Recently, I have been reminded of how important is it to let children stumble into their mistakes. What I mean by this is that so often parents, guardians and teachers rush to prevent the children within our care from experiencing discomfort or dis-ease.
I’m not speaking of life-endangering mistakes such as crossing thin ice or going too close to the edge of a precipice; such risks are objective and profound and worthy of immediate adult intervention. I am speaking, rather, of those subjective moments of intense thought and wonder that follow more benign transgressions – moments that surprise and confuse, spellbind and trouble - moments that cause a young person to reorganize what s/he thought was real and true, to integrate new ideas based on the uncomfortable experience.
This shift in perspective might follow a complete reverse layout of a work and time spent attempting the process, or the sorting out the complex dynamics of a close group of friends. Each of these moments offers an entire spectrum of possible reactions, each with its own set of consequences and future focused meanings.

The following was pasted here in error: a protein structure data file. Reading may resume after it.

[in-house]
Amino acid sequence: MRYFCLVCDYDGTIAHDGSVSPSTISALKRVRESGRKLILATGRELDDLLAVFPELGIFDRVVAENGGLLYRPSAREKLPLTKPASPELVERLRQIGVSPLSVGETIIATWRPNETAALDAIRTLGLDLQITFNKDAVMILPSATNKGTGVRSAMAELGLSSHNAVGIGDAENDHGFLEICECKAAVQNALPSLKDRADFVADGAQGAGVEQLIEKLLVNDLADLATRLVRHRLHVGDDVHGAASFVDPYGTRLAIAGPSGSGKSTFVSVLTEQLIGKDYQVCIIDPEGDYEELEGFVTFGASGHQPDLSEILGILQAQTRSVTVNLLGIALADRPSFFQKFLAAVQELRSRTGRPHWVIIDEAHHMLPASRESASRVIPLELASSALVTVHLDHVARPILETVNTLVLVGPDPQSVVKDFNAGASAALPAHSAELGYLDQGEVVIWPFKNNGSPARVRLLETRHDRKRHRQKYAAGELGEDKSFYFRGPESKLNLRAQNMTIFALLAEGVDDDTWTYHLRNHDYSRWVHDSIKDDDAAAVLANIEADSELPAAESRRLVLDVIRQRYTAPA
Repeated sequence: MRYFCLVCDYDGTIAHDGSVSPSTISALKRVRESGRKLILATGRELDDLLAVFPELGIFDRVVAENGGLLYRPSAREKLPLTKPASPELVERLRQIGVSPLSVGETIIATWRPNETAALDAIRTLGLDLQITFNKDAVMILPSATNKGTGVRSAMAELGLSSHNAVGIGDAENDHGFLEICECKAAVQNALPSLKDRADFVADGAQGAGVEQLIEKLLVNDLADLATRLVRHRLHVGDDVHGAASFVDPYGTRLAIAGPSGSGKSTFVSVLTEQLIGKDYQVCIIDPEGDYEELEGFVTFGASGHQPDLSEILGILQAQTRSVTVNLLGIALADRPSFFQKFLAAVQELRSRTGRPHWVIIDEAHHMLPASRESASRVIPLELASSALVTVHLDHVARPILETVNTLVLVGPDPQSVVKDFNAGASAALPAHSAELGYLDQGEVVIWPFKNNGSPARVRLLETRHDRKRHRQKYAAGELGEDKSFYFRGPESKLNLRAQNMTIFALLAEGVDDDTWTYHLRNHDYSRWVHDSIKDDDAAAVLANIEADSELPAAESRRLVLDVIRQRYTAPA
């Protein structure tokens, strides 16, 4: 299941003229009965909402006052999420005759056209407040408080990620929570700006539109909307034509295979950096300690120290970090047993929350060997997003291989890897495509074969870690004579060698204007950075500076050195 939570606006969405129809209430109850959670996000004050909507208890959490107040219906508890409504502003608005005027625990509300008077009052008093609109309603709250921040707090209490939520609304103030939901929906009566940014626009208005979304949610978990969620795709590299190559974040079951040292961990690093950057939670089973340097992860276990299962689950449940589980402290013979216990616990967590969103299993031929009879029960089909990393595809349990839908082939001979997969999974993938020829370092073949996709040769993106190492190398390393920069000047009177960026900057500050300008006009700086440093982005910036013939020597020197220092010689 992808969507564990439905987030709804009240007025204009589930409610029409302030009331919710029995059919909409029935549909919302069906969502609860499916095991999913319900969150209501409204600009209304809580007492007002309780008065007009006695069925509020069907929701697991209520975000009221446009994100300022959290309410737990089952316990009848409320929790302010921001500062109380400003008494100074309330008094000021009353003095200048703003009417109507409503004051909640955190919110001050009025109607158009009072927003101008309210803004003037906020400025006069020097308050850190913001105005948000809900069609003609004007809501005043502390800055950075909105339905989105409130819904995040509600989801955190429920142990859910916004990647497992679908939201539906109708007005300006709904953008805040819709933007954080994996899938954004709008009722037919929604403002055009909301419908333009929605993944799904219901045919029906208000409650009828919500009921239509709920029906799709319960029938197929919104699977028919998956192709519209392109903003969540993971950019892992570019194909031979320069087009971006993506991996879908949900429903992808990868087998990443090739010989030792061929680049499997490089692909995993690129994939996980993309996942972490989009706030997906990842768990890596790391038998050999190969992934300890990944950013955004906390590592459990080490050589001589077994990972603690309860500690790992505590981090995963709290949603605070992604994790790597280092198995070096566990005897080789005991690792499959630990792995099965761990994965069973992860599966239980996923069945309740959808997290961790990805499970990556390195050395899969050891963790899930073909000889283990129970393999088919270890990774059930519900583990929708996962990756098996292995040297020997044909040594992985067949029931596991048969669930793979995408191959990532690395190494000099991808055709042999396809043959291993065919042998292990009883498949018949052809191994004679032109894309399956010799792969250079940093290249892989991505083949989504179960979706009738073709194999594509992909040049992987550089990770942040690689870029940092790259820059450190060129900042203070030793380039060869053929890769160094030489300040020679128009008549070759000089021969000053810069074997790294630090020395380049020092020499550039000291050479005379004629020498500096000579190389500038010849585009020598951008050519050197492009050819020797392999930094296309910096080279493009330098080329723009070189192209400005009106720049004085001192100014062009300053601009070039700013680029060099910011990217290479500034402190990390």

All of us have taken a photograph with our finger in the way, or without the lens cap off. It wasn’t bad or wrong; it just happened. The “mis-takes” we experience throughout our lives shape our view of the world and our place in it. They also account for much of the joy we feel after reflecting upon and integrating such experiences. If we, as adults, sit on our hands - wait and watch - we give children the chance to discover the certainty that follows the discovery of a mistake and the plans made to make a change for the better.